We will ride again in the U.S., so be it. And in the meantime, thumbs up!



Panajachel – San Pedro – San Marco – Quezaltenango – Huehuetenango

It is in Huehuetenango that we spent our last night in Guatemala. It is also in Huehuetenango that we lived the most improbable meeting in our trip. After dinner, we ask the manager if we can set up our tent in his restaurant for the night. “No problem, we just need to wait for this group to leave, and then we’ll close.”

1 hour passes…

2 hours pass…

Leo is watching a movie, Damien is writing. The group is using Corona (Mexican beer) as fuel and seems unstoppable. We are tired, we have only one desire: lie down, put our feet at the bottom of the sleeping bag and close our eyes. Instead they hammer us with their laughter. We have hair-trigger nerves. Hate springs from our eyes whenever we cast a glance at them. We would like them to be far, very far from us. But one of them, Jorge, does the exact opposite: he walks towards us and this is how the most powerful reversal of the situation ever witnessed happened!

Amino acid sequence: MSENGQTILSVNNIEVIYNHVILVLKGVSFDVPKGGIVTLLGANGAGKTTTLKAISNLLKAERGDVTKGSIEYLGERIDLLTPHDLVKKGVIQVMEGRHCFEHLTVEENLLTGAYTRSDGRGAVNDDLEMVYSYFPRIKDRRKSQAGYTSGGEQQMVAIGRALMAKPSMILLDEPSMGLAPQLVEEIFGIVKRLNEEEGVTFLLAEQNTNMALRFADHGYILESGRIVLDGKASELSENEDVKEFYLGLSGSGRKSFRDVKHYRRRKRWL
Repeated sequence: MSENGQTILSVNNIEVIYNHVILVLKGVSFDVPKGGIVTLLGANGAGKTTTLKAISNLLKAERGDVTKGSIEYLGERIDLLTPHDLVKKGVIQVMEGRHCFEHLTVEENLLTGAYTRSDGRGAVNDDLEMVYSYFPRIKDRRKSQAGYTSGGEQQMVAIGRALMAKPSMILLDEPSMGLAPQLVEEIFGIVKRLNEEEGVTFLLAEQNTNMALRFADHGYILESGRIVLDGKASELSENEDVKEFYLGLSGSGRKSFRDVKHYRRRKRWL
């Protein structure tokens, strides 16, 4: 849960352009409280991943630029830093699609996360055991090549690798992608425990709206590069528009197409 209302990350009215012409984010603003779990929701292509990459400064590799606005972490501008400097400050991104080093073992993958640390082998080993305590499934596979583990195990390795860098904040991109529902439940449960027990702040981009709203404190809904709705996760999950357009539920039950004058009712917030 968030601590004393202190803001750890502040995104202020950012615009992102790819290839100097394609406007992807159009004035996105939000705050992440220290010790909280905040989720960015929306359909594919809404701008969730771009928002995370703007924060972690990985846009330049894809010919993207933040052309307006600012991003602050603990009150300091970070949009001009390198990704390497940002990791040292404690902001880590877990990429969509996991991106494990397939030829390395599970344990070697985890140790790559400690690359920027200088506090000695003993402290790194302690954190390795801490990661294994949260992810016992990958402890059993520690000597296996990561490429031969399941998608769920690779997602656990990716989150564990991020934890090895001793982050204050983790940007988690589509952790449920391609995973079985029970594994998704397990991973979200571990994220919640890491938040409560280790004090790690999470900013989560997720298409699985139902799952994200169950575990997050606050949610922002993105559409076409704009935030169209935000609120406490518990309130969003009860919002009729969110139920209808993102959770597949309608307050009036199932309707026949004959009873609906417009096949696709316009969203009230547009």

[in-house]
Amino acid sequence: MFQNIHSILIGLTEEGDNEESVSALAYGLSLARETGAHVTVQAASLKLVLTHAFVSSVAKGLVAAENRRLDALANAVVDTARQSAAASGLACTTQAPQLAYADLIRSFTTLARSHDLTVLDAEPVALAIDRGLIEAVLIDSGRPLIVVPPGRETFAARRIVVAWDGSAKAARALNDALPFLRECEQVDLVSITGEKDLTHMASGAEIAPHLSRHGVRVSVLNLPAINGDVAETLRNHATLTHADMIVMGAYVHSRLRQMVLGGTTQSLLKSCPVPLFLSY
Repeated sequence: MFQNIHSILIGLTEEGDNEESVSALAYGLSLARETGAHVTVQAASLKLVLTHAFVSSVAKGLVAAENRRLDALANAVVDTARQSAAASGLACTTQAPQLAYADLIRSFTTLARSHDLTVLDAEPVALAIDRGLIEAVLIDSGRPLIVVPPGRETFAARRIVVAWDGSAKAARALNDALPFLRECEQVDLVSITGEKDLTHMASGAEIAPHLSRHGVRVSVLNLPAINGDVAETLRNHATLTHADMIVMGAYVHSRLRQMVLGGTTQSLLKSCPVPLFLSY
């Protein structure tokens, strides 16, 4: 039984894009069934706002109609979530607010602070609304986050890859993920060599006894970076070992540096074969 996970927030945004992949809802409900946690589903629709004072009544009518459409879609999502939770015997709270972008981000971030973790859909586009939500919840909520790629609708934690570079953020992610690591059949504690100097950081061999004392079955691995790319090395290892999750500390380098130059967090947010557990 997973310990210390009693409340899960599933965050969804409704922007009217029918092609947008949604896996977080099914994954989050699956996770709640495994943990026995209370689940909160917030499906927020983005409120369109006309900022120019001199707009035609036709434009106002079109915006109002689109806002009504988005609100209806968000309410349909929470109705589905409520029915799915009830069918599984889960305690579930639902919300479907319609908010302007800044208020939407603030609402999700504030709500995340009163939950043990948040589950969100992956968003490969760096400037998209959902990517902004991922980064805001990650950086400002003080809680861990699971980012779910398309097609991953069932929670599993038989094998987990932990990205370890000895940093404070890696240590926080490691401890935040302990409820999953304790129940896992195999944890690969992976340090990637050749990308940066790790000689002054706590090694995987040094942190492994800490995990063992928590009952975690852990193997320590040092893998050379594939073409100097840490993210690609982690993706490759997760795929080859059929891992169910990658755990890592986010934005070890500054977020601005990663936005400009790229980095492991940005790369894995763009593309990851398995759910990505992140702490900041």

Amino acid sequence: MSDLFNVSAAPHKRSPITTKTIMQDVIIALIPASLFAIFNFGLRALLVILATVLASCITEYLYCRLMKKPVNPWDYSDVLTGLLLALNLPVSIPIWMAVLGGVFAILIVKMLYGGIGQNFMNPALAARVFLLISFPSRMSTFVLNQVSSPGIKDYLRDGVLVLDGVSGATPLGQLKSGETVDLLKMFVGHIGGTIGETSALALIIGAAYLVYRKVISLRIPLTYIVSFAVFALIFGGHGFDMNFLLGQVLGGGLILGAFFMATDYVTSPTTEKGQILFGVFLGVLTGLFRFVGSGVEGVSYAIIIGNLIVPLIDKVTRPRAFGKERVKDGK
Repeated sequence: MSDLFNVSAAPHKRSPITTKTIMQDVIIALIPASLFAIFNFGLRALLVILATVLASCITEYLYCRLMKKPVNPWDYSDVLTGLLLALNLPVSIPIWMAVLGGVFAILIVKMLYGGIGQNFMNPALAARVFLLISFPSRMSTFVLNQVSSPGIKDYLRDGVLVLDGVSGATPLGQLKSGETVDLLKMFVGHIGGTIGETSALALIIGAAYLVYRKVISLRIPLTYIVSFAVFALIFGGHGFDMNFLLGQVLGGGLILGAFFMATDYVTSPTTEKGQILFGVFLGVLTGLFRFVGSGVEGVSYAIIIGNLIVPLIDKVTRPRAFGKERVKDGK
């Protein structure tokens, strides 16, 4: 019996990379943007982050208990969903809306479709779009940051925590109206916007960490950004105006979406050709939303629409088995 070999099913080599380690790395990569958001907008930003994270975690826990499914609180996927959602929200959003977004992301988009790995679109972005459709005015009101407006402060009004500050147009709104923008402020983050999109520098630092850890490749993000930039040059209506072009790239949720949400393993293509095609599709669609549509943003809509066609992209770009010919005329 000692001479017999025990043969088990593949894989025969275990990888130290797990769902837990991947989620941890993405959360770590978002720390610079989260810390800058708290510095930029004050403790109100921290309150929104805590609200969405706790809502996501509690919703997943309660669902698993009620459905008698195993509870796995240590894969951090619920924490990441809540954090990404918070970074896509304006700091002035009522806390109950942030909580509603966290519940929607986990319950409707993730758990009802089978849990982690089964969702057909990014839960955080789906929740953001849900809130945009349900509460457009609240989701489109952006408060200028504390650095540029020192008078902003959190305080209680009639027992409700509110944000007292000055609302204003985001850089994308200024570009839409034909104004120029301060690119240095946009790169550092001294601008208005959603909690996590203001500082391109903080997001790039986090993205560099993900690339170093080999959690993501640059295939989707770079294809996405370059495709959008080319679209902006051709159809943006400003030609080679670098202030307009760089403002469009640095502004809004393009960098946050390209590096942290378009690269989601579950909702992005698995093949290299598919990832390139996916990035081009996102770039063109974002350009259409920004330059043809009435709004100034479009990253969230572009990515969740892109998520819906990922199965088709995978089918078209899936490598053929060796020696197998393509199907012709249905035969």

We begin to talk, his kindness loosens us up little by little… before the coup de grâce come. The last tumor of irritation dies by the purity of his generosity: he invites us to sleep in his home, and he offers us to grab a beer and join them. The next hour is the exact opposite of the previous two. Fatigue gets lost in the handshakes and the discussions that we share. Once hated, these two couples have become the most charming Guatemalans.

It is 1 a.m. when we finally lie down. In a bed. And with a smile.

Jorge, you can brag about having played with our nerves… and we’re actually thankful that you have! Thanks also for the caps 🙂


The next day, Thursday, February 13, we arrive at La Mesilla, spend our last Quetzales (the currency of Guatemala) and cross the border.

We left Central America, we are now in Mexico!

To be continued…